Players from care homes will join former football stars at Glasgow’s first ever dementia football festival.
More than 60 players from eight care homes and projects across the city will take part in the event at Toryglen Regional Football Centre on Monday.
Former Scotland manager Craig Brown, ex-player Gordon Smith and former referee John Rowbotham are also among those attending the dementia football festival, which has been organised by Glasgow Life.
Research in recent years has discovered a link between football and dementia, with the Field study in 2019 finding that professional footballers were three-and-a-half times more likely to die of neurodegenerative disease than age-matched members of the general population.
The festival comes as tributes are paid to Lisbon Lion Bertie Auld, whose death aged 83 was announced on Sunday, five months after his family said that he was suffering from dementia.
Those taking part in the festival will be able to try a circuit of activities including a special “Reminiscing” station supported by Football Memories Scotland, a “Touch” station where they can try out table football and beating the goalie, and the opportunity to take part in a game.
Mr Brown said: “You’ll struggle to find someone in Glasgow who hasn’t played football at some point in their life but, sadly, we tend to fall away from it as we get older or health issues take hold.
“We all know the benefits of keeping fit and health and, with more and more research coming out about how physical activity can benefit those with dementia, it’s brilliant to see Glasgow Life putting programmes like this into motion and really trying their best to help everyone who is affected by dementia – including the carers.”
The festival is being part-funded by an award from Life Changes Trust, a charity which invests in and supports the empowerment and inclusion of people living with dementia, and unpaid carers of those with dementia.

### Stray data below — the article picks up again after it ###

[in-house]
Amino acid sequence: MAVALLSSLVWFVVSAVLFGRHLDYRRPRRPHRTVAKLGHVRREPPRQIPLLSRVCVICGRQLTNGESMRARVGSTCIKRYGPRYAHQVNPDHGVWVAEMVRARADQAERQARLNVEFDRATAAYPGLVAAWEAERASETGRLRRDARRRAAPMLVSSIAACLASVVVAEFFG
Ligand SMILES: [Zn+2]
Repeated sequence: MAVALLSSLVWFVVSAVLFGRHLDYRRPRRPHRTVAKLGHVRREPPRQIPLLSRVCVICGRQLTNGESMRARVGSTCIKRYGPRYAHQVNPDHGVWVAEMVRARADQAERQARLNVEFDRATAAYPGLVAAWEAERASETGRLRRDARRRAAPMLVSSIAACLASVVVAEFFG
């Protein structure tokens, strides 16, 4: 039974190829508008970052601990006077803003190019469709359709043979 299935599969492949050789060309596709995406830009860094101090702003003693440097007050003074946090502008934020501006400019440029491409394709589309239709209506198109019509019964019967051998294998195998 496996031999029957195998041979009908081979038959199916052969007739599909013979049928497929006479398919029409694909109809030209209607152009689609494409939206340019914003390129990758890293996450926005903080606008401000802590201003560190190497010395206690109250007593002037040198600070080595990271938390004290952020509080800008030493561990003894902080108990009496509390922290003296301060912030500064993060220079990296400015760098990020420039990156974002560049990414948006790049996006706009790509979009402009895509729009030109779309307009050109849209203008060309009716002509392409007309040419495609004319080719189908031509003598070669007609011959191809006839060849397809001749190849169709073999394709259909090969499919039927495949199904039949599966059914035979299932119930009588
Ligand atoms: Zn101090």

Glasgow Life has recently started a Walking Football programme for those suffering from dementia disorders, offering them the opportunity to play the game at a slower pace.
Councillor David McDonald, chair of Glasgow Life and depute leader of Glasgow City Council, said: “While our city is renowned for being an incredible host for major international sporting events, it’s days like today which really prove why we’re a top-class sporting city.
“Providing opportunities for everyone to play sport, regardless of their background or any impairments, is what Glasgow does best.
“Seeing the joy on the faces of participants and hearing first-hand about how our Dementia Walking Football programme provides social interaction and reduces feelings of isolation just goes to show that people really do make Glasgow.”
Arlene Crockett, director of evidence and influencing with the Life Changes Trust Dementia Programme, welcomed the festival.
She said: “Many people living with dementia stop taking part in activities that may have given them pleasure in the past, or which allowed them to mix with their peers.
“This project brings people together in a dementia friendly community, where they have opportunities to be part of something that is meaningful to them, and which focuses on what they can do rather than what they can’t.”